The U.N. refugee agency estimates that around 40,000 people have arrived in Europe by sea so far this year, around half the number who had entered at this time in 2017. But even though arrivals are declining, the unity of the 28-nation bloc is being torn apart by a crisis of confidence.
Most migrants land in Italy and Greece and those countries feel abandoned by their EU partners. Member states like Hungary, Poland, the Czech Republic and Slovakia are unwilling to share the burden and refuse to accept refugee quotas.
The Commission said Sunday's meeting, just days before a full EU summit June 28-29, is aimed at "finding European solutions" to the migrant challenge. Tougher checks at train and bus stations are among the actions participating countries are considering as part of efforts to stop asylum-seekers from traveling freely across Europe's open borders.
German media reported Wednesday that the proposal is part of a draft agreement being circulated ahead of the meeting of leaders from the 10 countries. The daily Suedeutsche Zeitung newspaper said the draft also foresees penalties for asylum-seekers who don't remain in the first European Union country where they are registered.
German business newspaper Handelsblatt said the proposed agreement also foresees a significant expansion of the EU's border control force, Frontex and the creation of an asylum processing agency for the entire bloc.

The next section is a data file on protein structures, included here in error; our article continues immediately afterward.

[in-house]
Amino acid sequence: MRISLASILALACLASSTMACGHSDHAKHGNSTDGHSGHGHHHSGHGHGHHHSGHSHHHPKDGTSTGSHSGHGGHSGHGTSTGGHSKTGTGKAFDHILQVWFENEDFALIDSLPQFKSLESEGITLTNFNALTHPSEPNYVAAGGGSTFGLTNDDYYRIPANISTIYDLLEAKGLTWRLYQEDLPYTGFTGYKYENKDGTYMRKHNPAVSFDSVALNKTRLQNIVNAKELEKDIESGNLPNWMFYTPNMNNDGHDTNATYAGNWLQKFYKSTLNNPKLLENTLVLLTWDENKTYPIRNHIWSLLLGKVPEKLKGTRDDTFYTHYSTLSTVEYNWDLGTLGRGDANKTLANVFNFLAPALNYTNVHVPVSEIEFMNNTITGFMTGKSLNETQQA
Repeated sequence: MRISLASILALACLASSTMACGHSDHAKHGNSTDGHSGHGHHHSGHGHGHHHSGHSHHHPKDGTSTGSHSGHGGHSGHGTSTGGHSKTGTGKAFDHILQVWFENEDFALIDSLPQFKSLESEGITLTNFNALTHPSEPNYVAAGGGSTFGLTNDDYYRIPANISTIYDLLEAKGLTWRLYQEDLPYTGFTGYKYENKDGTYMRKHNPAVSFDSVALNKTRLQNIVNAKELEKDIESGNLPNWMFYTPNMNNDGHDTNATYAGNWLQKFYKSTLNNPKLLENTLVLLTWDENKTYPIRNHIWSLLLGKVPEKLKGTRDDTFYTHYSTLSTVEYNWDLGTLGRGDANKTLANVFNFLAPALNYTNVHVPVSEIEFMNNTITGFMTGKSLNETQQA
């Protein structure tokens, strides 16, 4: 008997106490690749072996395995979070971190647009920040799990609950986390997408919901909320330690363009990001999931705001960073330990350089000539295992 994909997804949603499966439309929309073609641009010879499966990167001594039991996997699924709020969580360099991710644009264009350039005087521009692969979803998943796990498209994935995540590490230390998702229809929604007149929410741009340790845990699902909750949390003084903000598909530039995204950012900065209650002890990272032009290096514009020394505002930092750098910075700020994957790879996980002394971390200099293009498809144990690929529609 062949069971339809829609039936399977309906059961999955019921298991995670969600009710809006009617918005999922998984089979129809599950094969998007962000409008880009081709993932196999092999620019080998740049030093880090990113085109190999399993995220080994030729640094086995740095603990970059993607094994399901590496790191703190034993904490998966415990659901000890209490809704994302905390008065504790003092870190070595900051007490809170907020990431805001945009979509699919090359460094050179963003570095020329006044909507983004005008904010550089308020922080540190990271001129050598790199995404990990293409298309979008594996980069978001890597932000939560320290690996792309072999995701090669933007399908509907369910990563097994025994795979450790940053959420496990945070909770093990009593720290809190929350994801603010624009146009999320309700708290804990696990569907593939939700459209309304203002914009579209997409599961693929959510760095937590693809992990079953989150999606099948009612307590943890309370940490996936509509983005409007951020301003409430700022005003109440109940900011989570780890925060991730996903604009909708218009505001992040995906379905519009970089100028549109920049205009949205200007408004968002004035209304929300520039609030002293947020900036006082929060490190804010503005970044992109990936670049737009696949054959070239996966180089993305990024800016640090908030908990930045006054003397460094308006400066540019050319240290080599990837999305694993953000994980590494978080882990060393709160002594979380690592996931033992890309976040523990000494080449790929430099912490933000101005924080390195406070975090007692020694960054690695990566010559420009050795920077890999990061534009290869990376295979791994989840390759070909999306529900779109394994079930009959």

German Chancellor Angela Merkel wants an EU-wide agreement on how to deal with migrants to avoid the chaos seen during the 2015 influx. Austrian Chancellor Sebastian Kurz, whose country takes over the EU's rotating presidency on July 1, said the gathering "is not about German domestic politics, it's about a solution of the migration question that is long overdue."
Kurz said it will address issues like "how we protect the (EU) external borders, how do we prevent waving (migrants) through to central Europe." Efforts to reform the EU's asylum laws have run for two years without success, blocked mostly over the issue of which country should take responsibility for migrants and refugees and for how long. Juncker said if those laws had been overhauled earlier "we wouldn't find ourselves confronted with the problem that we face today."
While some EU countries might be angered at being left out of Sunday's talks — Belgian Prime Minister Charles Michel called Juncker to ask to take part — Juncker said "there is no question that after Sunday we would dictate to other member states the line that should be taken" on managing migration.
More than 1 million migrants entered Europe in 2015, most fleeing war in Syria and Iraq, overwhelming Greece and Italy and exposing glaring weaknesses in asylum laws and reception capacities. But Turkey has taken in more refugees than the world's biggest trading bloc, while Lebanon and Jordan together house some 2 million people.
"We do not have a crisis of numbers. We continue to have a crisis of political will," UNHCR Europe chief Sophie Magennis said Monday.
Raf Casert in Brussels and Geir Moulson and Frank Jordans in Berlin contributed.